Ever since reading this African Business November 2009 cover story, its been on my mind. Editor Anver Versi wrote:
Africa is still seen as a charity case waiting for salvation from outside the continent. This negative view persists despite the enormous progress the continent has made over the past decade both economically and in the political sphere. Why is this so? What can be done to change this perception to one closer to the reality of our continent?
The article addressed a range of issues; top of the list, perhaps, is how:
Africa’s dominant image has been created by the charity brands and the tendency of the foreign press to label the entire continent as warlike and corrupt.
Why “rebrand Africa”? The most obvious answer it to encourage foreign direct investment (FDI) rather than aid. While it is true that investors perceive parts of Africa as being too risky and lacking adequate governance, investors are flocking to Nigeria (which now has the 2nd largest film industry in the world) and to parts of East and Southern Africa. And, of course, to Ethiopia and Sudan where Saudi Arabian, Indian and South Korean investors have purchased large tracts of farmland to grow food for export to their respective countries.
Africa consists of 53 countries; there is an immense variation in climate, culture, economy and governance. To talk about “Africa” is misleading and results in generalizations which often entirely miss measurable progress in many countries and regions.
In the cover story of the June 2010 issue Versi harks back to his November call for the development of positive images to support the continent’s progress. The focus of this report is on the long-awaited Africa Progress Report, led by Kofi Annan and launched in Johannesburg on May 25th. Versi observes that what distinguishes this report from the many others is its clarity and its call for action in both leadership and the development of environments which are more business friendly.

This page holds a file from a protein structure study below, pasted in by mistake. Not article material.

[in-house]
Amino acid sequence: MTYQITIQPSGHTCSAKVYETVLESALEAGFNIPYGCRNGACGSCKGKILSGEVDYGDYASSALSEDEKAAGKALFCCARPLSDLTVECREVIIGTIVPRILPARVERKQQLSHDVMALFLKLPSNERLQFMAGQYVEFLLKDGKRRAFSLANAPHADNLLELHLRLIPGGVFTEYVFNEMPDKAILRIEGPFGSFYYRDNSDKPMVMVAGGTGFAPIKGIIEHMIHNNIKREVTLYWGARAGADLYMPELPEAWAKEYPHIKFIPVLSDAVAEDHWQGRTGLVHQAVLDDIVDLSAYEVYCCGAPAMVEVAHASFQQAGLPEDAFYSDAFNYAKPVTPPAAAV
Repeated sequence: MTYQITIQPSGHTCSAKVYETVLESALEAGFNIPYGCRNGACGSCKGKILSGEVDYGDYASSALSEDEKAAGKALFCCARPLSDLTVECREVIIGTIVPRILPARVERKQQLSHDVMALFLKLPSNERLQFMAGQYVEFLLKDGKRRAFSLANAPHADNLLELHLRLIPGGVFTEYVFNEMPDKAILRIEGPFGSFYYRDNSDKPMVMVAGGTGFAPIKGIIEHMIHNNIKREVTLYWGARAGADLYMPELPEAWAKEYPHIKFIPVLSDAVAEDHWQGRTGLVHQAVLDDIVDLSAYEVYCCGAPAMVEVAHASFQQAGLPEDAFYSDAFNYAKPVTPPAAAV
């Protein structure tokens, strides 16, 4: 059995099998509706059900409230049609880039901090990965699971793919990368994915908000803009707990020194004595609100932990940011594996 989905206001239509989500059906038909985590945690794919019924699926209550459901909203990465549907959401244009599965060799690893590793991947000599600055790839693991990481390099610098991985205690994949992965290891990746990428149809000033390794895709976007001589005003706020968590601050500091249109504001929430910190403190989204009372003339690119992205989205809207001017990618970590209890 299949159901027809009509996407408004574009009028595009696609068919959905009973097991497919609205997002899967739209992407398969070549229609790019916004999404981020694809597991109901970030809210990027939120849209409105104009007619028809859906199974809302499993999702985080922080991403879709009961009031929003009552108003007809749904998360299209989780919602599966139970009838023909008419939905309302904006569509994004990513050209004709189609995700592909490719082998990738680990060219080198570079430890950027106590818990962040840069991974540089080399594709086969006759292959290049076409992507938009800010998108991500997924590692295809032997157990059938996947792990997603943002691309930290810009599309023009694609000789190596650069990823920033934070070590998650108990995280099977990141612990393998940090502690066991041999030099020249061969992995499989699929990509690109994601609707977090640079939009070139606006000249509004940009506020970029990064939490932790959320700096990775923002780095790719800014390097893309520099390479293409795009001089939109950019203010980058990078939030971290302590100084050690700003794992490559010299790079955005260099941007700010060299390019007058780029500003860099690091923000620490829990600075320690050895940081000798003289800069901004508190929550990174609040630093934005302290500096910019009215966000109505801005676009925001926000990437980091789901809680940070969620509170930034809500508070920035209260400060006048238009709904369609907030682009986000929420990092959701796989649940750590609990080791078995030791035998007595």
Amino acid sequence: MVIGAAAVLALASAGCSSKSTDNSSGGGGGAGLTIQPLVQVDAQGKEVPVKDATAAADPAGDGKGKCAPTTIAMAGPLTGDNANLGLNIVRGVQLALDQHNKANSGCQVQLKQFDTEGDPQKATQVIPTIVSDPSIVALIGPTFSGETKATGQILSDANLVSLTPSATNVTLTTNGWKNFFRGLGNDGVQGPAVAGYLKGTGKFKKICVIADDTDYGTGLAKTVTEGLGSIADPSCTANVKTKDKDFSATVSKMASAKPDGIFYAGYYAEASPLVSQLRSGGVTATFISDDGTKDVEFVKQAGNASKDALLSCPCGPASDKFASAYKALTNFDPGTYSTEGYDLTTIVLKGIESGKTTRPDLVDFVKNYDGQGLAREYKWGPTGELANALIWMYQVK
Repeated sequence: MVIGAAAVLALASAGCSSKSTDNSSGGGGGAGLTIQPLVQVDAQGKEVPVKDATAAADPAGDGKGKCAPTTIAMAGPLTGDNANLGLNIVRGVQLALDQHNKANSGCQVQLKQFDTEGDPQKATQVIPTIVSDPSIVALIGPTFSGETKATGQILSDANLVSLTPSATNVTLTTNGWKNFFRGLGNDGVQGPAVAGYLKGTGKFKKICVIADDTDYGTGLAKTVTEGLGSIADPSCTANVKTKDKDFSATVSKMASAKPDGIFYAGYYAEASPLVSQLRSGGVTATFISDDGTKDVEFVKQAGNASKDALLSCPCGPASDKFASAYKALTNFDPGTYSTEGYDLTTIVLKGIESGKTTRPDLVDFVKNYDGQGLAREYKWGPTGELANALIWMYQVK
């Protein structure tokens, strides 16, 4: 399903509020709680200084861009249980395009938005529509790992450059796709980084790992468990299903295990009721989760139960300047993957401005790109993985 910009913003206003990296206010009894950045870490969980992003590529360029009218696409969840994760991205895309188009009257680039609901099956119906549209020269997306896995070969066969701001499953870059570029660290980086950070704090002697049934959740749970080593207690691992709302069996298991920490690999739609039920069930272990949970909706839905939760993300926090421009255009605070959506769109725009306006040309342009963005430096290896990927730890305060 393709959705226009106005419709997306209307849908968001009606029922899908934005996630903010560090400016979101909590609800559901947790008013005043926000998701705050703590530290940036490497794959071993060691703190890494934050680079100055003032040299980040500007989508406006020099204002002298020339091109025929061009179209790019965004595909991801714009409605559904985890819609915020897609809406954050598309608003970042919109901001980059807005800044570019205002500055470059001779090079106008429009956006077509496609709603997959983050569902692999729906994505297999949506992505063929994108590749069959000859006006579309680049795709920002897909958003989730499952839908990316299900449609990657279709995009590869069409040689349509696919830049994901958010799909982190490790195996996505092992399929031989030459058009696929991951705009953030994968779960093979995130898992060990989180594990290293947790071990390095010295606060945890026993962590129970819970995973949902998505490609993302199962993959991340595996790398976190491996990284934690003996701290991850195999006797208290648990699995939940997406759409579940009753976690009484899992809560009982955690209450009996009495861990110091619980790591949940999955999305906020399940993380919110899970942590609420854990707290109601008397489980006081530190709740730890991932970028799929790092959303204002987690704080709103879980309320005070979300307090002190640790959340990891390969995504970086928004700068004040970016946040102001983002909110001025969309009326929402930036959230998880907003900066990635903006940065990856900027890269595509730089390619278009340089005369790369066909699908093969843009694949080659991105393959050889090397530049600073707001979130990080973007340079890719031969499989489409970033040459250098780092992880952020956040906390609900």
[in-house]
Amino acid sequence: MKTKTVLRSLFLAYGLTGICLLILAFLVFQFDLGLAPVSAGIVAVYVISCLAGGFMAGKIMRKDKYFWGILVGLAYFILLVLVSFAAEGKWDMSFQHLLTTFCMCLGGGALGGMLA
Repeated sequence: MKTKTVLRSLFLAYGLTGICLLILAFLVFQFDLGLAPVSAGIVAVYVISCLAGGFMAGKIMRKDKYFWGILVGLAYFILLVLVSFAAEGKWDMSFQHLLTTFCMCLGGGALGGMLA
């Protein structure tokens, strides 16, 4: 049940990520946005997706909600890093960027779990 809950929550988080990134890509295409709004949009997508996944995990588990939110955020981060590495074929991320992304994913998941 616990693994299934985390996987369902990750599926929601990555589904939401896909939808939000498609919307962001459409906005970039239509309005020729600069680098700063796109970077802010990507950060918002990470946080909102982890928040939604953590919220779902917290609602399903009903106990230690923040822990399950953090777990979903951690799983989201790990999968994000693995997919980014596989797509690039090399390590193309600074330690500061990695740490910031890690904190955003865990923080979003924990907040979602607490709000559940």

The June issue talks about a number of success stories, including the “new” Lagos, Angola’s rise as an investment magnet and advanced high-speed rail in South Africa. It also attacks a recent BBC documentary, Welcome to Lagos, for focusing almost exclusively on the slums. Versi:
“….(western media)…stick to a long-outdated template of Africa as a ‘dark continent’ full of misery, backwardness, hunger and despair.”
It is as if a BBC documentary on Los Angeles focused on skid row and the new tent cities without revealing the vibrant beach and downtown business clusters or the mansions of Beverly Hills.
It would seem, then, that the first critical step in rebranding Africa is to ensure that western media tell things like they are and report on progress – which is substantial – rather than focusing on the tired negative stereotypes. The success of any branding exercise, a critical IP tool in the market development toolbox, is often highly dependent on communications and how the product or service is portrayed in films, on TV and in the press.
Individual countries, regions and the entire continent needs branded content and PR to build more positive images and start to counter the old stories.
Post written by Peter Bloch, consultant to CAS-IP